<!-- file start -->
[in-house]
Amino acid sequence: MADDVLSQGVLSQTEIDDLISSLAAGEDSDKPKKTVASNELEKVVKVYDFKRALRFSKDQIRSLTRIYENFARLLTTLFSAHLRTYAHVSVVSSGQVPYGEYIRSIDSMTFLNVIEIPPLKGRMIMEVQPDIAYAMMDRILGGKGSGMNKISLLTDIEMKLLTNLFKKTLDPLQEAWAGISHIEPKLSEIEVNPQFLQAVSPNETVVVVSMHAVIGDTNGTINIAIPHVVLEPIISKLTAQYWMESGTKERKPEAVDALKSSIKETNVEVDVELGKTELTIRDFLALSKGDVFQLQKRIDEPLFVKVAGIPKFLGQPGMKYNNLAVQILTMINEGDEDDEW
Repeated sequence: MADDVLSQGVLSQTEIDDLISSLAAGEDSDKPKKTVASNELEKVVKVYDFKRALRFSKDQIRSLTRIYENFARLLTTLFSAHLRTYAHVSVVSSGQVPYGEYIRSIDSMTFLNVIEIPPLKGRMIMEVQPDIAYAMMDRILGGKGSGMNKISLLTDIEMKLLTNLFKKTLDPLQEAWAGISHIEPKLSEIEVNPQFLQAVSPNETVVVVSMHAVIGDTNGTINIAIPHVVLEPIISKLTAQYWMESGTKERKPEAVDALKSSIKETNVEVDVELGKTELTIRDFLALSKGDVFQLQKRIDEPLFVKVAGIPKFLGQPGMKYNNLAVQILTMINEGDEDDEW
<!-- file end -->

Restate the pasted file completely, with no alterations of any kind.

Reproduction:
[in-house]
Amino acid sequence: MADDVLSQGVLSQTEIDDLISSLAAGEDSDKPKKTVASNELEKVVKVYDFKRALRFSKDQIRSLTRIYENFARLLTTLFSAHLRTYAHVSVVSSGQVPYGEYIRSIDSMTFLNVIEIPPLKGRMIMEVQPDIAYAMMDRILGGKGSGMNKISLLTDIEMKLLTNLFKKTLDPLQEAWAGISHIEPKLSEIEVNPQFLQAVSPNETVVVVSMHAVIGDTNGTINIAIPHVVLEPIISKLTAQYWMESGTKERKPEAVDALKSSIKETNVEVDVELGKTELTIRDFLALSKGDVFQLQKRIDEPLFVKVAGIPKFLGQPGMKYNNLAVQILTMINEGDEDDEW
Repeated sequence: MADDVLSQGVLSQTEIDDLISSLAAGEDSDKPKKTVASNELEKVVKVYDFKRALRFSKDQIRSLTRIYENFARLLTTLFSAHLRTYAHVSVVSSGQVPYGEYIRSIDSMTFLNVIEIPPLKGRMIMEVQPDIAYAMMDRILGGKGSGMNKISLLTDIEMKLLTNLFKKTLDPLQEAWAGISHIEPKLSEIEVNPQFLQAVSPNETVVVVSMHAVIGDTNGTINIAIPHVVLEPIISKLTAQYWMESGTKERKPEAVDALKSSIKETNVEVDVELGKTELTIRDFLALSKGDVFQLQKRIDEPLFVKVAGIPKFLGQPGMKYNNLAVQILTMINEGDEDDEW